Temperature screening not always reliable to mitigate coronavirus risk, experts say

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As Canada shifts towards returning to a new normal, temperature screening — an approach that uses a touchless scanner to measure a person’s body temperature — has been the subject of contention as a way to mitigate the spread of the coronavirus.

It’s easy to see its appeal. Temperature checks can be done anywhere, and results are instant.

Two countries that have successfully flattened the rate of infection, New Zealand and Taiwan, are champions of using temperature screening to detect potential cases of COVID-19, of which fever is a symptom.

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And the practice is picking up speed.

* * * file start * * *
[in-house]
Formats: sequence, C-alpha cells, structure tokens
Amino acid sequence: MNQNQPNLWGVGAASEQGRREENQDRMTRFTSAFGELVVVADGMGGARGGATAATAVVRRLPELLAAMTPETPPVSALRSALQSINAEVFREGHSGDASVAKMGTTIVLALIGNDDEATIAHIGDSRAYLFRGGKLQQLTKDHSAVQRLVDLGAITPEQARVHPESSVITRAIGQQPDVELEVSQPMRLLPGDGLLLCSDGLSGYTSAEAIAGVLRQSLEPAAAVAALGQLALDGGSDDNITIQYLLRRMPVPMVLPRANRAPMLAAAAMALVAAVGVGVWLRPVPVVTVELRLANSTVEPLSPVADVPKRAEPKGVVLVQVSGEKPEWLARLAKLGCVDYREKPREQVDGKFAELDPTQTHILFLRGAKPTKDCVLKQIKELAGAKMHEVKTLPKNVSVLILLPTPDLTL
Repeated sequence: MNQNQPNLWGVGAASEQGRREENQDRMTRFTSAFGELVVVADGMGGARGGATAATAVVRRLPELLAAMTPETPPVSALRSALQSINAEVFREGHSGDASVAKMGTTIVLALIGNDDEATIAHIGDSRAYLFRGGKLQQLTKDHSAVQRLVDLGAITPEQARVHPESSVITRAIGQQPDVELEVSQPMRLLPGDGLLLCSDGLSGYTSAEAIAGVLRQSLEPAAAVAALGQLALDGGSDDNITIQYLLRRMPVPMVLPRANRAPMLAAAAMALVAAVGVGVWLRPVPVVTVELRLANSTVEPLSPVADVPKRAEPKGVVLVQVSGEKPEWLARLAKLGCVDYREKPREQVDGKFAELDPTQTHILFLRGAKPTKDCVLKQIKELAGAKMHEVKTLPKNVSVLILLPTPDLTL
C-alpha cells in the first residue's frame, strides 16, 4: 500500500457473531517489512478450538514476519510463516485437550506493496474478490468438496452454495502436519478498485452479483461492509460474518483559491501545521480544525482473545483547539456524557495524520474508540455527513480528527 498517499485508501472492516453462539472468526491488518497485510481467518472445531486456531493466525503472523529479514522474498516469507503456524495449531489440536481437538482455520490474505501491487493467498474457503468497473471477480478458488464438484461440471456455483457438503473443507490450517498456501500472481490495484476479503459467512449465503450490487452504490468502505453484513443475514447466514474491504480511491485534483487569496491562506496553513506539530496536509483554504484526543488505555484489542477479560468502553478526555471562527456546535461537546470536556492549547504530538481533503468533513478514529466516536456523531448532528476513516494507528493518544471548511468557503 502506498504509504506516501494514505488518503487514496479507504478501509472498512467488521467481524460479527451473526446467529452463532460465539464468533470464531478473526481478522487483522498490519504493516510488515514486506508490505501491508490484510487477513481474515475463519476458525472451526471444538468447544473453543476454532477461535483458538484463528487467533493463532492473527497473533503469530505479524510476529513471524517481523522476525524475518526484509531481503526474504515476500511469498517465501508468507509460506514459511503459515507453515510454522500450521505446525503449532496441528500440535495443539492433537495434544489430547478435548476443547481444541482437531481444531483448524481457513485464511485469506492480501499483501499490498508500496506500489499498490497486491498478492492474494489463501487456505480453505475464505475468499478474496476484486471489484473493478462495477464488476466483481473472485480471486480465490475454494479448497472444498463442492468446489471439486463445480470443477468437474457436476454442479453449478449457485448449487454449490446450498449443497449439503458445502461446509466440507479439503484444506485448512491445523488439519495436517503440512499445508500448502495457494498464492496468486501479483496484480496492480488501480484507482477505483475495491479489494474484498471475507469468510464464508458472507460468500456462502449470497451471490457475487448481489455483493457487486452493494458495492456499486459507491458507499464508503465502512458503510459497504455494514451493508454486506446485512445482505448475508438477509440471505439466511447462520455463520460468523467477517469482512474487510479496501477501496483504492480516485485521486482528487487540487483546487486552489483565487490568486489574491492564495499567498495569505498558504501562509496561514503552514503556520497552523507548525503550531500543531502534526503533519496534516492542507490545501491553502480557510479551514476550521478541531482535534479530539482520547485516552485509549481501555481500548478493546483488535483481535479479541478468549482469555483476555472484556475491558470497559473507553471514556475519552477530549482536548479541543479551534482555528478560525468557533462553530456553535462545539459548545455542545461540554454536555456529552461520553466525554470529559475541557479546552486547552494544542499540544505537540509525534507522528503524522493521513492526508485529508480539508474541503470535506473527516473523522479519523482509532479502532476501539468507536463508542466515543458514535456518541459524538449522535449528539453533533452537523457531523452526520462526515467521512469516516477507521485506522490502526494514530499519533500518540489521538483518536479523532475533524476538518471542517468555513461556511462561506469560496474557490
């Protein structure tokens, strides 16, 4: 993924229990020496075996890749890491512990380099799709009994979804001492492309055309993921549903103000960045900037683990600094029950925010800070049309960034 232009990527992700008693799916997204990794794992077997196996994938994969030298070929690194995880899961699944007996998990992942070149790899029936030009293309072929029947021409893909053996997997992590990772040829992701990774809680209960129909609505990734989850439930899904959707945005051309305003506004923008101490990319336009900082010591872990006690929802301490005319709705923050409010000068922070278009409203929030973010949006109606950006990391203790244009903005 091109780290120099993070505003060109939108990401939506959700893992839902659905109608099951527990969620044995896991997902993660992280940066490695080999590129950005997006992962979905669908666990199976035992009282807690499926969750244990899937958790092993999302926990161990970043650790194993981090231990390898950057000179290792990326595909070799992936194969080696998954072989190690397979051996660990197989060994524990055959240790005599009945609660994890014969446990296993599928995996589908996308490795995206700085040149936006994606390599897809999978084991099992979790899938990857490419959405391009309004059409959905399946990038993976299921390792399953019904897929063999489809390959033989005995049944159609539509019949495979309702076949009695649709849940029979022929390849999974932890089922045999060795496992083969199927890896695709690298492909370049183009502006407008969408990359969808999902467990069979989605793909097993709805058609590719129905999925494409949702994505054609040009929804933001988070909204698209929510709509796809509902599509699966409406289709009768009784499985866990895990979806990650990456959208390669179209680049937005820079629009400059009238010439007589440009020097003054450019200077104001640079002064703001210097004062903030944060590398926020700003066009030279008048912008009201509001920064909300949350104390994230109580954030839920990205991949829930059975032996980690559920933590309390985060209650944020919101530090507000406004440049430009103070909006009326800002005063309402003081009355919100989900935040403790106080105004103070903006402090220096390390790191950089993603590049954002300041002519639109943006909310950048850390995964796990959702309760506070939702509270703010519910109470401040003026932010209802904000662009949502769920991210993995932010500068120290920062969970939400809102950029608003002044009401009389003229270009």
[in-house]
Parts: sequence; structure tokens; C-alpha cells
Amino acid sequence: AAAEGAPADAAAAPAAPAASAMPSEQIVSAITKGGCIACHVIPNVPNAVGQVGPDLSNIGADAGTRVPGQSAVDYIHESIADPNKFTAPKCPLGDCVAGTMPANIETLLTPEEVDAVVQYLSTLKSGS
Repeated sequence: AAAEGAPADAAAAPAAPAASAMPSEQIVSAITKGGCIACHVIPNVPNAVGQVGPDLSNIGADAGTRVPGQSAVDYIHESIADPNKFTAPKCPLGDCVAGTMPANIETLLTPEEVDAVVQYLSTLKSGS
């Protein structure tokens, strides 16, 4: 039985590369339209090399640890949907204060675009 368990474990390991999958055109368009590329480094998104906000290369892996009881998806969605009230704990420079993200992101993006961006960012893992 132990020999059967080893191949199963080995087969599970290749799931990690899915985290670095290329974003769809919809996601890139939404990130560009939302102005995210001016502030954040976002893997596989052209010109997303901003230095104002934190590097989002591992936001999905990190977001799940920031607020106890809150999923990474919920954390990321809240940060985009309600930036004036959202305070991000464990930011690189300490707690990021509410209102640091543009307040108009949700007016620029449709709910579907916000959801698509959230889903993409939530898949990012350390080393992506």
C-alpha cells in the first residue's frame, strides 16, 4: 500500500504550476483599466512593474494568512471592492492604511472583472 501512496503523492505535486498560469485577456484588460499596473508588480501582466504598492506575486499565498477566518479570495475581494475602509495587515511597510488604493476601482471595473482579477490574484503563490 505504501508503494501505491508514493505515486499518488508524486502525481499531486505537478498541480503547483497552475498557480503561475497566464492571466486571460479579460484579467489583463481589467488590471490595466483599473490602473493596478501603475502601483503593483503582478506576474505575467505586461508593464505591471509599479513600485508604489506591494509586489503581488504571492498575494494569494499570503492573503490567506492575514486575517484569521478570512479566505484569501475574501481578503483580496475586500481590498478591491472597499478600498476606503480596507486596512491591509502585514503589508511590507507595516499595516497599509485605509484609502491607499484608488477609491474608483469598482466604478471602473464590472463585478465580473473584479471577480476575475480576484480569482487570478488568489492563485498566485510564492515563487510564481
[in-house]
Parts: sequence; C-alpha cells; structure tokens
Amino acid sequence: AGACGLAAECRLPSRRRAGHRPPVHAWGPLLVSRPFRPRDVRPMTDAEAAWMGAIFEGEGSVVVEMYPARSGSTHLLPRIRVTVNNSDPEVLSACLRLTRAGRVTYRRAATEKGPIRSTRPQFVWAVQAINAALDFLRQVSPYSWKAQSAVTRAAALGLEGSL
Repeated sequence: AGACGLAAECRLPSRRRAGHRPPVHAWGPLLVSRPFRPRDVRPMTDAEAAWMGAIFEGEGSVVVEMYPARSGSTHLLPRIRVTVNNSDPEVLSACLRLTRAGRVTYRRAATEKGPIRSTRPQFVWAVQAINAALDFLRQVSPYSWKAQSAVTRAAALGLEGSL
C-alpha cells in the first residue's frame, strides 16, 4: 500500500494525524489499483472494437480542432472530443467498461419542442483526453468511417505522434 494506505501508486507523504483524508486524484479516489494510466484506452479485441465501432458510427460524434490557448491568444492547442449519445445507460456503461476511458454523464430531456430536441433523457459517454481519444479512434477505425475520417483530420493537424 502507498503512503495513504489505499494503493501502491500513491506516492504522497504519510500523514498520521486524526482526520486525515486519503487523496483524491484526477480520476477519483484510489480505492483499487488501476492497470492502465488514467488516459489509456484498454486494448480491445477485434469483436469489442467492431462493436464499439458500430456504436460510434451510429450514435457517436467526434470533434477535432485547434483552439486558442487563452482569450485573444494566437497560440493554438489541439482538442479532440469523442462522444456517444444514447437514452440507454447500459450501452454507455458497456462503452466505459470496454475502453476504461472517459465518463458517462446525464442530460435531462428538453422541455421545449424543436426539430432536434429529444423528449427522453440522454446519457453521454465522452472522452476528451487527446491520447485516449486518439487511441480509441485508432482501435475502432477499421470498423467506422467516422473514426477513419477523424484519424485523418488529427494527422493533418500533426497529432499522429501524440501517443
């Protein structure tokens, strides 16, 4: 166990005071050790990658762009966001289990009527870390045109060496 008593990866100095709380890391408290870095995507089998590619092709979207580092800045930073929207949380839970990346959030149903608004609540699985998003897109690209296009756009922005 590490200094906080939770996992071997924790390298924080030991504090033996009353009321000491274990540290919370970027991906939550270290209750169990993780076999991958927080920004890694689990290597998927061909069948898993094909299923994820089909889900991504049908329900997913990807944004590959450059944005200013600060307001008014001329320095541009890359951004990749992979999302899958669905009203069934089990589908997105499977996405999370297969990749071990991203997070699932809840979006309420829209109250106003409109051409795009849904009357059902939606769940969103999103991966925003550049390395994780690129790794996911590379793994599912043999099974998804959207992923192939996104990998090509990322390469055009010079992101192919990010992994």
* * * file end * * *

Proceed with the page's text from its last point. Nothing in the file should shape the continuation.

In Canada, T&T Supermarket has begun offering temperature checks for customers entering its stores, which they say is to protect shoppers and employees. Tim Hortons has also announced it will begin checking the temperatures of its employees before shifts begin.

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In British Columbia, the Restaurant and Foodservices Association proposed temperature screenings for guests and staff as part of a list of measures that would allow restaurants to safely reopen after the first wave of COVID-19 passes.

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